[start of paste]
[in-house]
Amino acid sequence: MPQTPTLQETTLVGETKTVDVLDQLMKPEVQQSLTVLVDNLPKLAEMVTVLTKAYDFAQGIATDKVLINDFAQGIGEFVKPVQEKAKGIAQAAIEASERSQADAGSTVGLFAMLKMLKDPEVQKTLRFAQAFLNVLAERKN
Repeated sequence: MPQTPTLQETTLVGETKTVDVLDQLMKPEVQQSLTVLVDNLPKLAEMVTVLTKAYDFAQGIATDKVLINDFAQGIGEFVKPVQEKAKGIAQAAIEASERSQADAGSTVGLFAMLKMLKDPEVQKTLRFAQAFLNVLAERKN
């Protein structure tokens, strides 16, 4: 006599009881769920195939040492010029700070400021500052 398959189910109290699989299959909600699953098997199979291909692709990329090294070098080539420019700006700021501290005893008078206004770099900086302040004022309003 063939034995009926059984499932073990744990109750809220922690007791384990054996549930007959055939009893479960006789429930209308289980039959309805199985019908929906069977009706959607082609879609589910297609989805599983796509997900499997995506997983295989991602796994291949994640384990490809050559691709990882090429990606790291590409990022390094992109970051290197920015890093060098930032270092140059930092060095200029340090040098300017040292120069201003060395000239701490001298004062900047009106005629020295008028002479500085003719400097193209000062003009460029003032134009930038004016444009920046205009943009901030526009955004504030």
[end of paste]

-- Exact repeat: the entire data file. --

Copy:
[in-house]
Amino acid sequence: MPQTPTLQETTLVGETKTVDVLDQLMKPEVQQSLTVLVDNLPKLAEMVTVLTKAYDFAQGIATDKVLINDFAQGIGEFVKPVQEKAKGIAQAAIEASERSQADAGSTVGLFAMLKMLKDPEVQKTLRFAQAFLNVLAERKN
Repeated sequence: MPQTPTLQETTLVGETKTVDVLDQLMKPEVQQSLTVLVDNLPKLAEMVTVLTKAYDFAQGIATDKVLINDFAQGIGEFVKPVQEKAKGIAQAAIEASERSQADAGSTVGLFAMLKMLKDPEVQKTLRFAQAFLNVLAERKN
């Protein structure tokens, strides 16, 4: 006599009881769920195939040492010029700070400021500052 398959189910109290699989299959909600699953098997199979291909692709990329090294070098080539420019700006700021501290005893008078206004770099900086302040004022309003 063939034995009926059984499932073990744990109750809220922690007791384990054996549930007959055939009893479960006789429930209308289980039959309805199985019908929906069977009706959607082609879609589910297609989805599983796509997900499997995506997983295989991602796994291949994640384990490809050559691709990882090429990606790291590409990022390094992109970051290197920015890093060098930032270092140059930092060095200029340090040098300017040292120069201003060395000239701490001298004062900047009106005629020295008028002479500085003719400097193209000062003009460029003032134009930038004016444009920046205009943009901030526009955004504030």